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Digicel ditches Panama as M&A kills competition

Digicel is closing down its operations in Panama, claiming that it has been squeezed out as a result of an anti-competitive environment.

Specifically, the Irish-owned Caribbean telco group blames the merger of two of the market’s big three mobile operators, Cable & Wireless and Claro, which was recently given the go ahead by competition authorities. While the tie-up leaves a three-player market in Panama – previous market leader Tigo and Digicel being the other two – Digicel insists it cannot operate in these conditions and is throwing its toys out of the pram.

The telco said it will apply for voluntary liquidation and withdraw from the market.

“This regrettable decision has been made following the Panamanian Competition Agency’s (ACODECO) approval of the Cable & Wireless and Claro merger (the “merger”), in which the Panamanian Government is also a major shareholder and which effectively spells the end of competition in the telecoms market for smaller players,” Digicel said, in a statement.

Liberty Latin America’s Cable & Wireless Panama business agreed to acquire Claro Panama from America Movil for US$200 million in September. ACODECO gave the green light for the deal last month.

ACODECO did attach conditions to the deal, such as reserving the right to monitor the merged outfit’s behaviour for a period of three years, and, according to Bloomberg, requiring the two companies to operate separately on their own networks for the next 10 months. But clearly this was not enough for Digicel, which has been campaigning hard to block the merger.

“Since the announcement of the merger, Digicel Panama has repeatedly conveyed in writing to the authorities that approval of the merger without appropriate remedies would result in our exit as we cannot continue to fund the semblance of a three-player market,” the telco said. It then listed the various cost burdens it faces in Panama, such as the cost of its licence, the requirement to participate in spectrum auctions, and “exorbitant renewals costs.” All of the above “contribute to a high cost regulatory environment,” Digicel insists.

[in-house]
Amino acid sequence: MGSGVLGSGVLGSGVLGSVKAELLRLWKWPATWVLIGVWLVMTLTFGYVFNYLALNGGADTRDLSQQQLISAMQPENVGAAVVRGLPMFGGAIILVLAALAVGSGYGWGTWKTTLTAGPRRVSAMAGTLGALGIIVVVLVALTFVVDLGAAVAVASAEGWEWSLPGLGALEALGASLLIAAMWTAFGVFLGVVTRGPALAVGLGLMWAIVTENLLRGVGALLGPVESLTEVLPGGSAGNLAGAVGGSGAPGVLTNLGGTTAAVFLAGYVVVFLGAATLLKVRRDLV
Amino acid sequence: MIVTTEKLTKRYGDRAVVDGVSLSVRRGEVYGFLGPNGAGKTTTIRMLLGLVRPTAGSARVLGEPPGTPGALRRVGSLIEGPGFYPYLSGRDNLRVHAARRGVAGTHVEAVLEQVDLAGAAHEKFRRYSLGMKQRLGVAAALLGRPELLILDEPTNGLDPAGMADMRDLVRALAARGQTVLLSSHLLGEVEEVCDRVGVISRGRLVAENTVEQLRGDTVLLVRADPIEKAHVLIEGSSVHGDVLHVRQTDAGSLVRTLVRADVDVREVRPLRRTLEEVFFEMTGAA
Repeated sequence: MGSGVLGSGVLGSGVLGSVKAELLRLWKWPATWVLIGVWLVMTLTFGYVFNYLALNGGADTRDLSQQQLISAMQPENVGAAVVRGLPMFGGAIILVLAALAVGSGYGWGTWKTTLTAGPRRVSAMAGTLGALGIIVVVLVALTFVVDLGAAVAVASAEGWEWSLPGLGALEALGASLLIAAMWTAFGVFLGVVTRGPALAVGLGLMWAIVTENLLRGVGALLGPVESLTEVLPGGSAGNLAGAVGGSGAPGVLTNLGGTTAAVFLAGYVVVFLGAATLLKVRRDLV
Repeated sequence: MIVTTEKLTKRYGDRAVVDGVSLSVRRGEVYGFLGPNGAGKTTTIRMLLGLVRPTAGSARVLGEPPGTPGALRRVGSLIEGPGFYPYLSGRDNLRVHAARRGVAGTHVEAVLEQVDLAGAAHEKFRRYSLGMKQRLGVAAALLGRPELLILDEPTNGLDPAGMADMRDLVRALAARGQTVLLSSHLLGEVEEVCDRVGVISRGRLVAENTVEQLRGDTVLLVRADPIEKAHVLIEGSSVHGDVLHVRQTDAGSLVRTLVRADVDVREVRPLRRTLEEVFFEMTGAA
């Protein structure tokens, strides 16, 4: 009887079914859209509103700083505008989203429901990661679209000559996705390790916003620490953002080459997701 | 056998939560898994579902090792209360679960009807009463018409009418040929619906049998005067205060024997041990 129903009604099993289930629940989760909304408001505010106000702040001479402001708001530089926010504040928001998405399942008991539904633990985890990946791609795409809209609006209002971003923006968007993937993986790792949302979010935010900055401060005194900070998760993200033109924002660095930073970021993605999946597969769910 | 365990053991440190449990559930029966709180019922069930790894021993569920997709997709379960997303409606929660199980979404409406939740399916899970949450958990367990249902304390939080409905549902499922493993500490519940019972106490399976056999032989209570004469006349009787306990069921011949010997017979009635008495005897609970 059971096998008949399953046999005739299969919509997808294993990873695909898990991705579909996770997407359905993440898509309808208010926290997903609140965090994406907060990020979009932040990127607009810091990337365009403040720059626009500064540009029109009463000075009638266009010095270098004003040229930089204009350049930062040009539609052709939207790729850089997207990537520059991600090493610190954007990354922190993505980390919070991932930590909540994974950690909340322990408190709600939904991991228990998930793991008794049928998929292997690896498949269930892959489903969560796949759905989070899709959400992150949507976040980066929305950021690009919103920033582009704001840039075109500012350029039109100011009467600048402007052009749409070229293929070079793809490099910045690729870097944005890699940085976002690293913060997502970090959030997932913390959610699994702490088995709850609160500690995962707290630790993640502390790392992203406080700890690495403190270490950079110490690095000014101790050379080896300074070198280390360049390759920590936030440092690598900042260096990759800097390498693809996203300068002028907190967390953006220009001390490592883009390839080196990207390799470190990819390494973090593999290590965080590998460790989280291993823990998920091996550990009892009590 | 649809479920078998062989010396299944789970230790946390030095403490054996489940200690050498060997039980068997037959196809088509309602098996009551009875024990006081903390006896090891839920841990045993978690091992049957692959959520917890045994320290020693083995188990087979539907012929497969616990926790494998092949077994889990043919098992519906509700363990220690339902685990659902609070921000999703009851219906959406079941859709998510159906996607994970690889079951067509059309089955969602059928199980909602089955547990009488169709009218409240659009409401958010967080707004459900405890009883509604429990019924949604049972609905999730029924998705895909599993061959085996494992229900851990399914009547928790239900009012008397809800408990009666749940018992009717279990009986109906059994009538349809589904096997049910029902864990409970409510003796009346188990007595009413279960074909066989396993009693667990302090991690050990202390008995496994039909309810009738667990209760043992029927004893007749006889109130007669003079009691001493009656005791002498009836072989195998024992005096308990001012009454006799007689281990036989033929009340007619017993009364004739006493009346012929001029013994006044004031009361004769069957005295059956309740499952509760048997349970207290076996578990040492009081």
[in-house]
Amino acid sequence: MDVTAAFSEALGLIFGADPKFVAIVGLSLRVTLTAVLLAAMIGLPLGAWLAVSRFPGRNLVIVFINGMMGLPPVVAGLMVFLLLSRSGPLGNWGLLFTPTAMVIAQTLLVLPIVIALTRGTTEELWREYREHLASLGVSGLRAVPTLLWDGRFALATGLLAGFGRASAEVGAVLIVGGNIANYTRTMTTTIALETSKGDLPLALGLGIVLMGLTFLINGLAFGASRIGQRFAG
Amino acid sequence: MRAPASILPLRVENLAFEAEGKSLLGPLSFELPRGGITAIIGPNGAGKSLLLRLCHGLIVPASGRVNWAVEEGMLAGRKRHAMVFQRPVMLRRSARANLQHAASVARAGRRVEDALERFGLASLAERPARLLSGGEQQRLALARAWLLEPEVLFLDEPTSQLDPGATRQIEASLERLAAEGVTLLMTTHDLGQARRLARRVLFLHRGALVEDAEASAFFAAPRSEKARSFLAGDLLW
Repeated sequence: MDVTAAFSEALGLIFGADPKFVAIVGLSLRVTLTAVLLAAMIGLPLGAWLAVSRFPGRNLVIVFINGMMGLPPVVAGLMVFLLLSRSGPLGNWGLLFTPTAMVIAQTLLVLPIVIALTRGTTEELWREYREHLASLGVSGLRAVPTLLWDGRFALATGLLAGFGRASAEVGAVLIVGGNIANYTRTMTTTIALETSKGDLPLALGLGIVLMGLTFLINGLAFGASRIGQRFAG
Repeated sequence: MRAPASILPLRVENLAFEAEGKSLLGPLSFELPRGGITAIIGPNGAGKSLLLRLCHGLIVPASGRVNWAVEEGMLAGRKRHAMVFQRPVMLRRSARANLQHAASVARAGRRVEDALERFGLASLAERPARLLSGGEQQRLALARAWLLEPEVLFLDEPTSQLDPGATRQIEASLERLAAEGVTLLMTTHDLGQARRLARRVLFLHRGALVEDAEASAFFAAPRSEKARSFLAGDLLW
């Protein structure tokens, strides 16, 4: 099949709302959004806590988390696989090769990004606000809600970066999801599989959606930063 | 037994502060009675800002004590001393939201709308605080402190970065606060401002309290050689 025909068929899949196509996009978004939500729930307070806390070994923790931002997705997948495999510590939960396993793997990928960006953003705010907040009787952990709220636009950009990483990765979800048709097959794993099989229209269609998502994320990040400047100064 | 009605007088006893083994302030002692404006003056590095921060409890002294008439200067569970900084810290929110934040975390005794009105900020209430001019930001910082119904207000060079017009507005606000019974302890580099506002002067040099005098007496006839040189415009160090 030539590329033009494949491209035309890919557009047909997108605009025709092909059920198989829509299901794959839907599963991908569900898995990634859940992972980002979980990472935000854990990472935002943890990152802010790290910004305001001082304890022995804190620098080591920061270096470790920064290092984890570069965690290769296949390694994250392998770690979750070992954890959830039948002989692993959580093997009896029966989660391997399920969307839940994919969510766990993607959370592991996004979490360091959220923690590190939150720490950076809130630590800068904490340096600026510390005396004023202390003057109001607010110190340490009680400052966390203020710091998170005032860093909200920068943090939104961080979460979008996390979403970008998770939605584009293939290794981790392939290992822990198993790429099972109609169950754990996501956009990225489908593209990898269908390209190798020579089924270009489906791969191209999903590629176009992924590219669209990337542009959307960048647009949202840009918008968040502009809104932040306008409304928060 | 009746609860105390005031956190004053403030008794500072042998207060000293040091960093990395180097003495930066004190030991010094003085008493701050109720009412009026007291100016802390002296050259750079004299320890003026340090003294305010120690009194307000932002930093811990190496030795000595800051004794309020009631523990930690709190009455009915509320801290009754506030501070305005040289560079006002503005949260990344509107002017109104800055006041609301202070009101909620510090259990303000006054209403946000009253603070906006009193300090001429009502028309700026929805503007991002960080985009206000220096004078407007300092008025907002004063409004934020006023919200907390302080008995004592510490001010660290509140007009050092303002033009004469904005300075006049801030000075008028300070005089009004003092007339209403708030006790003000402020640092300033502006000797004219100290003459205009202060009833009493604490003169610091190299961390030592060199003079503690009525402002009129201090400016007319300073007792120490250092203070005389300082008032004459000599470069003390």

And while that may be true, it’s hardly an issue that is new to telecoms operators. Furthermore, there’s clearly more to its decision to pull out that just the merger of its rivals. At group level, Digicel “has undertaken numerous strategic initiatives over the last two years in relation to Digicel Panama,” the firm said. So clearly its operations there have been in trouble for some time.

“These initiatives have included the appointment of an investment bank to actively market the business to financial and strategic parties, extensive engagement with the Panamanian Competition Agency in relation to the proposed merger and finally proposals to migrate customers to another operator which were not taken forward,” it explained.

Essentially, Digicel is saying that it has tried to sell its business, but failed to find a buyer. Tried to buy itself some more time by blocking to C&W/Claro tie-up, but failed on that score too. And attempted unsuccessfully to persuade the regulator to let it offload its customers. The merger is not the root cause of its decision to pull out, but is perhaps the straw that broke the camel’s back.

It’s something of an ignominious end for the company that helped shape a competitive landscape in Panama. As industry analyst Paul Budde puts it: “The mobile sector has flourished since the arrival of Digicel Panamá in 2008 and of América Móvil in 2009, which ended the duopoly long enjoyed by Cable & Wireless Panamá and Telefónica’s Movistar.”

Telefonica sold its Panama business to Millicom in 2019 and the company, which also swallowed up cableco Cable Onda, has since been rebranded as Tigo.

“The mobile market has effective competition among these players,” Budde said, in the introduction to a market report published at the back end of last year.

But effective competition is not always satisfactory to the telco bean counters.

 

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